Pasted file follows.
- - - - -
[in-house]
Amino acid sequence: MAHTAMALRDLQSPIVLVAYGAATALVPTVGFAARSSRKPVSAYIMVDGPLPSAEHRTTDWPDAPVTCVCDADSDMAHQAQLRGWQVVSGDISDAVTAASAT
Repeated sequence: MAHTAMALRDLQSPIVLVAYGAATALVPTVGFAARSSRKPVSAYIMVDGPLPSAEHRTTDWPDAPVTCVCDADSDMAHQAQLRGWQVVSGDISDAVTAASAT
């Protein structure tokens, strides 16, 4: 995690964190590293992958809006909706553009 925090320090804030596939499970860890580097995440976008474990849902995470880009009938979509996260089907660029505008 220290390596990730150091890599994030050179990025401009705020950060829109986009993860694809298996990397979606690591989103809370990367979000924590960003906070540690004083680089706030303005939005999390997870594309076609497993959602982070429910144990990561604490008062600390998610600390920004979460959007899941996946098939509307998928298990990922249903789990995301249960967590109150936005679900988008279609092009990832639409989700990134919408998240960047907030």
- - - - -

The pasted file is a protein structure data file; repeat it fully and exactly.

[in-house]
Amino acid sequence: MAHTAMALRDLQSPIVLVAYGAATALVPTVGFAARSSRKPVSAYIMVDGPLPSAEHRTTDWPDAPVTCVCDADSDMAHQAQLRGWQVVSGDISDAVTAASAT
Repeated sequence: MAHTAMALRDLQSPIVLVAYGAATALVPTVGFAARSSRKPVSAYIMVDGPLPSAEHRTTDWPDAPVTCVCDADSDMAHQAQLRGWQVVSGDISDAVTAASAT
């Protein structure tokens, strides 16, 4: 995690964190590293992958809006909706553009 925090320090804030596939499970860890580097995440976008474990849902995470880009009938979509996260089907660029505008 220290390596990730150091890599994030050179990025401009705020950060829109986009993860694809298996990397979606690591989103809370990367979000924590960003906070540690004083680089706030303005939005999390997870594309076609497993959602982070429910144990990561604490008062600390998610600390920004979460959007899941996946098939509307998928298990990922249903789990995301249960967590109150936005679900988008279609092009990832639409989700990134919408998240960047907030």